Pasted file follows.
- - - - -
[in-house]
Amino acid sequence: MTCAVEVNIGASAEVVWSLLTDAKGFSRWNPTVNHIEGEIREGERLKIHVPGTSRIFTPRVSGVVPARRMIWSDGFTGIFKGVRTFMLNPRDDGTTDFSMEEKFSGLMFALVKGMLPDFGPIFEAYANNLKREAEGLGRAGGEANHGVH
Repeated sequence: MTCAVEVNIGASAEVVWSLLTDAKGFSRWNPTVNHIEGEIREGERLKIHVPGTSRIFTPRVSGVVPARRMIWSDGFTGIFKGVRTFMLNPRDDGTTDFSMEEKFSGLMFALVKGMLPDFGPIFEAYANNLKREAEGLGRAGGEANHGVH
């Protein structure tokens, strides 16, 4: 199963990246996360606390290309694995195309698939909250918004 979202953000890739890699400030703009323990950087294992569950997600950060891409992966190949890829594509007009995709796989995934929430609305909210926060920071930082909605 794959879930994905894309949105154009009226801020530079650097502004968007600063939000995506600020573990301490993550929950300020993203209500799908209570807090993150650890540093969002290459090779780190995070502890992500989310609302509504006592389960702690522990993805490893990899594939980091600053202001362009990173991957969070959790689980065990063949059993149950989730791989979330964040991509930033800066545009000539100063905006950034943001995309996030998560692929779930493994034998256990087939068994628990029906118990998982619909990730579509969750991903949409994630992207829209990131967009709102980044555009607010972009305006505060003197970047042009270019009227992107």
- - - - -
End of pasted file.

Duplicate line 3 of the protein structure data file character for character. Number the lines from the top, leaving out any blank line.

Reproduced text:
Repeated sequence: MTCAVEVNIGASAEVVWSLLTDAKGFSRWNPTVNHIEGEIREGERLKIHVPGTSRIFTPRVSGVVPARRMIWSDGFTGIFKGVRTFMLNPRDDGTTDFSMEEKFSGLMFALVKGMLPDFGPIFEAYANNLKREAEGLGRAGGEANHGVH